By the late 1990s the San Antonio Symphony faced more financial difficulties and was near bankruptcy on the eve of its sixtieth anniversary season in 1998. Donations from a number of area businesses and the Kronkosky Charitable Foundation helped save the orchestra. After the 2001–2002 season Christopher Wilkins was named music director emeritus, having completed eleven musical seasons. That same season, the symphony was honored with the Leonard Bernstein Award for Educational Programming. Larry Rachleff succeeded Wilkins as the symphony's seventh music director effective for the 2003–04 season. Still in financial crisis, however, the symphony declared bankruptcy in 2003, and its board devoted the next year to reworking a business plan. Rachleff's tenure as music director began in earnest with the 2004–05 season, as the symphony bounced back to serve the community and reach out to new audiences.
Ken-David Masur was appointed resident conductor for the 2007–08 season. Christopher Seaman served as artistic advisor by the 2008–09 season as the symphony continued a search for a new full-time music director. During the 2008–09 season the San Antonio Symphony Orchestra consisted of approximately 77 full-time musicians who performed over a 28-week season, and the organization had received a total of seven ASCAP awards. Additionally, the symphony also included its own chorus (the San Antonio Symphony Mastersingers), a 24-member volunteer board, and 20 full-time administrative staff positions.
Sebastian Lang-Lessing debuted as the symphony’s eighth music director in October 2010. The symphony's primary concert venue since 1990 through the 2013–14 season was the Majestic Theatre in downtown San Antonio. The 2014–15 season marked a season-long celebration of the symphony’s seventy-fifth anniversary. On September 20, 2014, the San Antonio Symphony made its debut as the resident symphony at the new Tobin Center for the Performing Arts—a state-of-the-art, world-class facility constructed around the city’s historic Municipal Auditorium (the original façade was preserved). On the heels of the success of the seventy-fifth anniversary festivities, the 2015–16 symphony season included a variety of Classic series and Pop series performances throughout the year, as well as two dozen free admission Young People’s Concerts. Highlights included a Baroque Series (led by Akiko Fujimoto, associate conductor, at San Fernando Cathedral); the winter festival Las Américas, featuring the music of North and South American composers; the performance of Rachmaninoff’s Rhapsody on a Theme of Paganini; and Mahler’s Symphony No. 1 .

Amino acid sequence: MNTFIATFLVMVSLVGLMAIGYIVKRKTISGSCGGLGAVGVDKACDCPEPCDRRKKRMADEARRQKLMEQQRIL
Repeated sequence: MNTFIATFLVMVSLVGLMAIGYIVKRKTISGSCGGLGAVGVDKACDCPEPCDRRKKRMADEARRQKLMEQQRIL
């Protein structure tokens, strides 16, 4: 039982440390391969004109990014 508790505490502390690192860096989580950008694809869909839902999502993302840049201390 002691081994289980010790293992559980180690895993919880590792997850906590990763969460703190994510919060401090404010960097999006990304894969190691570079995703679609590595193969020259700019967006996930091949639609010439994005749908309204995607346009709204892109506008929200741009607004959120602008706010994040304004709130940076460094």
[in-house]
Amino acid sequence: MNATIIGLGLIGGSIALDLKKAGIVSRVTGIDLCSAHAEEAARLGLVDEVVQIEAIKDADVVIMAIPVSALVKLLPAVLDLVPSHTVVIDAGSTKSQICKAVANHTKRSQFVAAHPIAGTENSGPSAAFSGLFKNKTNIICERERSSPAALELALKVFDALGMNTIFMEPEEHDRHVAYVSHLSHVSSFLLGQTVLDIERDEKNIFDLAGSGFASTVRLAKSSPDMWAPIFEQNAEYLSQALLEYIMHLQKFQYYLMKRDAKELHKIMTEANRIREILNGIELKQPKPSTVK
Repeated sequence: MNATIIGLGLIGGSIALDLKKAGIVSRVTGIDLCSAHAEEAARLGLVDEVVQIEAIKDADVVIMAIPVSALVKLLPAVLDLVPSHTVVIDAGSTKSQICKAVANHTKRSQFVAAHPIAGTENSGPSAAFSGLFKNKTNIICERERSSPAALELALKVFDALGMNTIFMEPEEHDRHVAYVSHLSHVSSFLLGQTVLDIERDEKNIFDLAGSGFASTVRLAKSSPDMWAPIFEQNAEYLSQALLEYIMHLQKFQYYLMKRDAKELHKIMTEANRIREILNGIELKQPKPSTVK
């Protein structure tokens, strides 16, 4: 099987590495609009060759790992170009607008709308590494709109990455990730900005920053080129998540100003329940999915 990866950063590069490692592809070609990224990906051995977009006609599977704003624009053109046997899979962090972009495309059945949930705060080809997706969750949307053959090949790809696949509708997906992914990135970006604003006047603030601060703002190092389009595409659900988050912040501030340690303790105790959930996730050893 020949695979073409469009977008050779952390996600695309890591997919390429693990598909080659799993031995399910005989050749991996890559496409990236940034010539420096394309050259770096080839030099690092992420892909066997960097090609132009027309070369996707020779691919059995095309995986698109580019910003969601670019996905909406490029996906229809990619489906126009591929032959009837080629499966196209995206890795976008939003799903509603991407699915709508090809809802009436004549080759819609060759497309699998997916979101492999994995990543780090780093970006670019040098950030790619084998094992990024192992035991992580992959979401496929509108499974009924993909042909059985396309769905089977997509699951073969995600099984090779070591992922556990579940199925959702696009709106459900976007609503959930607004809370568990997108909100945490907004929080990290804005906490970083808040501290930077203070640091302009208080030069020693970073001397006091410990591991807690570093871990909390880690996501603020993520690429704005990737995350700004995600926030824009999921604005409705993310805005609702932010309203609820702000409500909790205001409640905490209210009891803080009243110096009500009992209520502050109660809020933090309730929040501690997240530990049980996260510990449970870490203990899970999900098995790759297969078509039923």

Theodore Albrecht, "101 Years of Symphonic Music in San Antonio," Southwestern Musician / Texas Music Educator, March, November 1975. Ronald L. Davis, A History of Opera in the American West (Englewood Cliffs, New Jersey: Prentice–Hall, 1965). San Antonio Express–News, January 18, September 6, 18, October 11, 1998; May 25, 2000. San Antonio Symphony (http://www.sasymphony.org), accessed August 24, 2015. Hope Stoddard, Symphony Conductors of the U.S.A. (New York: Crowell, 1957).
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The following, adapted from the Chicago Manual of Style, 15th edition, is the preferred citation for this article.Handbook of Texas Online, Theodore Albrecht, "SAN ANTONIO SYMPHONY ORCHESTRA," accessed January 16, 2019, http://www.tshaonline.org/handbook/online/articles/xgs01.
Uploaded on June 15, 2010. Modified on November 1, 2015. Published by the Texas State Historical Association.